Ten years ago, I’d never have thought about writing about digital legacy planning. But when I think about my digital assets (photos, documents, music, blogs, business records, etc.) and my digital accounts (emails, bank accounts, subscriptions, etc.), I know I’ll want to provide for someone to handle them (1) […]
8 Documents That Are Essential to Planning Your Estate
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If you want loved ones to remember you fondly, tackle your estate-planning tasks. Your heirs will thank you for not leaving a legal mess to sort out.
Many of us want to get going on this planning, but don’t know where to start. Here’s what you should know about eight documents that can help you get your affairs in order.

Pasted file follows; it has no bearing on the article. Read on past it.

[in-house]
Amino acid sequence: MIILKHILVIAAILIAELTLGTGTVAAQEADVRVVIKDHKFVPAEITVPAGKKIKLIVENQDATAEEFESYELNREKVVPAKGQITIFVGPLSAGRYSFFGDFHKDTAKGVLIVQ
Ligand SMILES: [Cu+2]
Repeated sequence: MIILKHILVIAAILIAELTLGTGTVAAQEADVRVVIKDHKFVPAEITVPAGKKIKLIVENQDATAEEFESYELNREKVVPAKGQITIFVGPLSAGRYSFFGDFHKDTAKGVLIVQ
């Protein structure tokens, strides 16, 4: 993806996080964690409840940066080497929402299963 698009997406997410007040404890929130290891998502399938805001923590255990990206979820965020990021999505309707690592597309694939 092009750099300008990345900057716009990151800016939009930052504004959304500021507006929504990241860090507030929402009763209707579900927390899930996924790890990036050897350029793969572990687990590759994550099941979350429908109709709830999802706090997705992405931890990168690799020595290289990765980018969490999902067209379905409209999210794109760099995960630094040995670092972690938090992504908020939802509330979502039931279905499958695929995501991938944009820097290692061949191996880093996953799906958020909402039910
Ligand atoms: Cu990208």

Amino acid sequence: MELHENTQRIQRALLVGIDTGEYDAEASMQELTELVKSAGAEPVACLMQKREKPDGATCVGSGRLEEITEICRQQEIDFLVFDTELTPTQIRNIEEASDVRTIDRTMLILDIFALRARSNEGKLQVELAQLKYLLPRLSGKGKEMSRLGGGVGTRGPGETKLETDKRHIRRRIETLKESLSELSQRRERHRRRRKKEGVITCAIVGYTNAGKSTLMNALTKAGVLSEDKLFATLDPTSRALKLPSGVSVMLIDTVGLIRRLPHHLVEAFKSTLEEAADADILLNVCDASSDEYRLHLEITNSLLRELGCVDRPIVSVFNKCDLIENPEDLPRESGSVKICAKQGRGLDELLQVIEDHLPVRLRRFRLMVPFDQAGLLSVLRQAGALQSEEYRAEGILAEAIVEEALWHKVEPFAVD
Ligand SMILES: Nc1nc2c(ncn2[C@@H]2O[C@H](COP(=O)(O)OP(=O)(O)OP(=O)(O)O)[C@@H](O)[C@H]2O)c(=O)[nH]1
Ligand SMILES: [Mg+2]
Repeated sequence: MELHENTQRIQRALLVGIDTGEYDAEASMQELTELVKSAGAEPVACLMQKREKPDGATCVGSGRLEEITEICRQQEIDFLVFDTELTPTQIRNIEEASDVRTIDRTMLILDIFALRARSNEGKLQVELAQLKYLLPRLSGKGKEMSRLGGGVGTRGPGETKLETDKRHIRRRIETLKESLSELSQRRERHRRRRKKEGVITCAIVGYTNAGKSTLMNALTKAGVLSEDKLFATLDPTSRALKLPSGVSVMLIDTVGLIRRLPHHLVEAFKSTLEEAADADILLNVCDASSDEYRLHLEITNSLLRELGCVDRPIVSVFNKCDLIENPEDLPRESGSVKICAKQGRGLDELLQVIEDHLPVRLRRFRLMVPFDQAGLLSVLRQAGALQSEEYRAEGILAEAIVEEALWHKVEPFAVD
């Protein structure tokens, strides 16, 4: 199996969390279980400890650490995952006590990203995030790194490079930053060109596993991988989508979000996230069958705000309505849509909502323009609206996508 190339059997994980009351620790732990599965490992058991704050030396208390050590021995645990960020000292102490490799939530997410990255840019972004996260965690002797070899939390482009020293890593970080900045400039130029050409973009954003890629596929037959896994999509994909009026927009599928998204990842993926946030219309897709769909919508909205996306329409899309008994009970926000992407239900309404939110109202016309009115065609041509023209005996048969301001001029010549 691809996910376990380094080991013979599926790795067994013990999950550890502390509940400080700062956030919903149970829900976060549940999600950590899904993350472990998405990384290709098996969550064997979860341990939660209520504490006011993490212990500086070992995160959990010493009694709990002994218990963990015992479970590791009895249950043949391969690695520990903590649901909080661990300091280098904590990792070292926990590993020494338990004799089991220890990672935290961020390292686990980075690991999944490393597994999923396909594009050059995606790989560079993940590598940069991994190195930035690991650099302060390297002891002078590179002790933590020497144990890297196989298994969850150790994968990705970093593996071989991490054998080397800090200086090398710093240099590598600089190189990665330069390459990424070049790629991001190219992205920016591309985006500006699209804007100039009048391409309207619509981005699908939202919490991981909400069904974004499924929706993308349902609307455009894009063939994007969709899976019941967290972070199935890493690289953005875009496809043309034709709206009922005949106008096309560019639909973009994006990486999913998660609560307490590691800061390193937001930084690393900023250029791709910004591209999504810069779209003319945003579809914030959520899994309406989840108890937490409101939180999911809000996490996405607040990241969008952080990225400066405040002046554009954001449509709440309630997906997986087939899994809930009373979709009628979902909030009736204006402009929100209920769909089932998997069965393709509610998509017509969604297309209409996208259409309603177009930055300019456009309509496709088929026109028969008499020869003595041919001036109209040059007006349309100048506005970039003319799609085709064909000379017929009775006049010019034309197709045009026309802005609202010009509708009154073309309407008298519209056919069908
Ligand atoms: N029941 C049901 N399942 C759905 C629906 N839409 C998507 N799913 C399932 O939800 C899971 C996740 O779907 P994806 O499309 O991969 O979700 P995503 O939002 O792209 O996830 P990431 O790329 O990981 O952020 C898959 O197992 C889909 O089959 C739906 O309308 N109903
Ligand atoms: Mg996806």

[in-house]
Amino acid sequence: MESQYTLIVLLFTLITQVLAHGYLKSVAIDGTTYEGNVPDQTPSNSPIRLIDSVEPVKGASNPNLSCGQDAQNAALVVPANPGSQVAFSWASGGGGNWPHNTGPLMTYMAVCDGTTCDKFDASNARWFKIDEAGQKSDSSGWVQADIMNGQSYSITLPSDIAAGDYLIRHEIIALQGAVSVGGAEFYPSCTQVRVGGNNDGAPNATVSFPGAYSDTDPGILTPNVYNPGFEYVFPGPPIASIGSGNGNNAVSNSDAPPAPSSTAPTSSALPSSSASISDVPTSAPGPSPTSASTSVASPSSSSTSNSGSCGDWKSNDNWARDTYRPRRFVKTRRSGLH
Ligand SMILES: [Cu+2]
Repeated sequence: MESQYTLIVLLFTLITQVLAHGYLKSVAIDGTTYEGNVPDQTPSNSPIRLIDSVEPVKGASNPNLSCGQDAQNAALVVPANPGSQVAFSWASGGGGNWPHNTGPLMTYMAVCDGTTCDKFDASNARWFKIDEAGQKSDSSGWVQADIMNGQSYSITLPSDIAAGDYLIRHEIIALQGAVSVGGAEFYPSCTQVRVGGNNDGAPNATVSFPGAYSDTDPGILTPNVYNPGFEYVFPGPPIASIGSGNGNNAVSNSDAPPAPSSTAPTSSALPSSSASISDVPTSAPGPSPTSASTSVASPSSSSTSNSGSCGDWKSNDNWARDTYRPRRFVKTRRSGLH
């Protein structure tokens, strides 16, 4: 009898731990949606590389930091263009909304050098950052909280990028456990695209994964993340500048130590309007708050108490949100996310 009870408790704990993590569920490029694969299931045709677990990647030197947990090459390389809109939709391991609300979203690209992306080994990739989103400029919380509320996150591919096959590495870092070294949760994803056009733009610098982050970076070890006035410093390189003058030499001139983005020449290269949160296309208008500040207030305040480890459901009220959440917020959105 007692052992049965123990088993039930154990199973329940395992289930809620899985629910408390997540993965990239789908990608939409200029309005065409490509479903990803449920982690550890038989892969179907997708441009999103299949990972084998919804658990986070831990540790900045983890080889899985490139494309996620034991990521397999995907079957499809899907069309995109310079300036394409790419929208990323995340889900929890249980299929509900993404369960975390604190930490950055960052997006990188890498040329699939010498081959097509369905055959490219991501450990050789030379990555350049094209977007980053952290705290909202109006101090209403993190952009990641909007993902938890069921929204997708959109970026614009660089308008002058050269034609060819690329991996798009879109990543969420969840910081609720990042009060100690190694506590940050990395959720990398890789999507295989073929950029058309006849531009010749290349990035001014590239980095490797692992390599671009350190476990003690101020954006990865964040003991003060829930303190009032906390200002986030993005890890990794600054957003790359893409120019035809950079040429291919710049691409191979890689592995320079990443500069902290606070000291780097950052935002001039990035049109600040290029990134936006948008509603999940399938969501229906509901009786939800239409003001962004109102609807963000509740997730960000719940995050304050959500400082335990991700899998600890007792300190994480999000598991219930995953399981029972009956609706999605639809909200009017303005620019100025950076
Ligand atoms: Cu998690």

If that sounds like a lot of paperwork, don’t worry: You probably won’t need every document. And if you’re wondering where to find the documents you do need, not to worry: Just head to our partner Rocket Lawyer, where you’ll find everything you need cheap.
1. Last will and testament
A will gives you the power to decide what is in the best interests of your children and pets after you’re gone. It also can help you determine what will happen to possessions with financial or sentimental value. It typically names an executor — someone who will be in charge of following your directions. Finally, you can include any funeral provisions.
Use your will to name guardians for those under your care, including minor children and pets. Designate any assets you are leaving for their care.
If you’re married, your spouse needs a separate will, AARP says.